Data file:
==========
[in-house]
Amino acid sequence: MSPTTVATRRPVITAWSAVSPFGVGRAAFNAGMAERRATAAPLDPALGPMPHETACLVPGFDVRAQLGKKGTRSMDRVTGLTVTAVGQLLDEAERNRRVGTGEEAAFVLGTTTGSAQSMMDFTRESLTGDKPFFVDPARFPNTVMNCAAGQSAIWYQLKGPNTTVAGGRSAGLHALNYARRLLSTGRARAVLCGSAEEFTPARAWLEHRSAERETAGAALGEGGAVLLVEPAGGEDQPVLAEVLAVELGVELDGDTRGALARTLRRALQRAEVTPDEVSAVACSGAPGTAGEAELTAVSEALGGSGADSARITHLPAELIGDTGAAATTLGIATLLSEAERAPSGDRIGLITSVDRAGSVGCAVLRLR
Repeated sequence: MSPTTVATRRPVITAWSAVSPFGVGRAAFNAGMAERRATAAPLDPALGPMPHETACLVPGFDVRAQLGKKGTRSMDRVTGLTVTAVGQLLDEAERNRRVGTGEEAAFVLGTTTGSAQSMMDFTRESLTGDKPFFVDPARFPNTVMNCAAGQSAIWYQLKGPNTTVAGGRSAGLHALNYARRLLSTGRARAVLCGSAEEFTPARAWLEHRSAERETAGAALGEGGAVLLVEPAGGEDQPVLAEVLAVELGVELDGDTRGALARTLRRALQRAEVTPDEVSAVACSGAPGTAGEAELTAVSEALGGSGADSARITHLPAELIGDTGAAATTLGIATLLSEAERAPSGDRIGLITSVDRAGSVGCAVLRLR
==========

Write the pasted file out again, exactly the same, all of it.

[in-house]
Amino acid sequence: MSPTTVATRRPVITAWSAVSPFGVGRAAFNAGMAERRATAAPLDPALGPMPHETACLVPGFDVRAQLGKKGTRSMDRVTGLTVTAVGQLLDEAERNRRVGTGEEAAFVLGTTTGSAQSMMDFTRESLTGDKPFFVDPARFPNTVMNCAAGQSAIWYQLKGPNTTVAGGRSAGLHALNYARRLLSTGRARAVLCGSAEEFTPARAWLEHRSAERETAGAALGEGGAVLLVEPAGGEDQPVLAEVLAVELGVELDGDTRGALARTLRRALQRAEVTPDEVSAVACSGAPGTAGEAELTAVSEALGGSGADSARITHLPAELIGDTGAAATTLGIATLLSEAERAPSGDRIGLITSVDRAGSVGCAVLRLR
Repeated sequence: MSPTTVATRRPVITAWSAVSPFGVGRAAFNAGMAERRATAAPLDPALGPMPHETACLVPGFDVRAQLGKKGTRSMDRVTGLTVTAVGQLLDEAERNRRVGTGEEAAFVLGTTTGSAQSMMDFTRESLTGDKPFFVDPARFPNTVMNCAAGQSAIWYQLKGPNTTVAGGRSAGLHALNYARRLLSTGRARAVLCGSAEEFTPARAWLEHRSAERETAGAALGEGGAVLLVEPAGGEDQPVLAEVLAVELGVELDGDTRGALARTLRRALQRAEVTPDEVSAVACSGAPGTAGEAELTAVSEALGGSGADSARITHLPAELIGDTGAAATTLGIATLLSEAERAPSGDRIGLITSVDRAGSVGCAVLRLR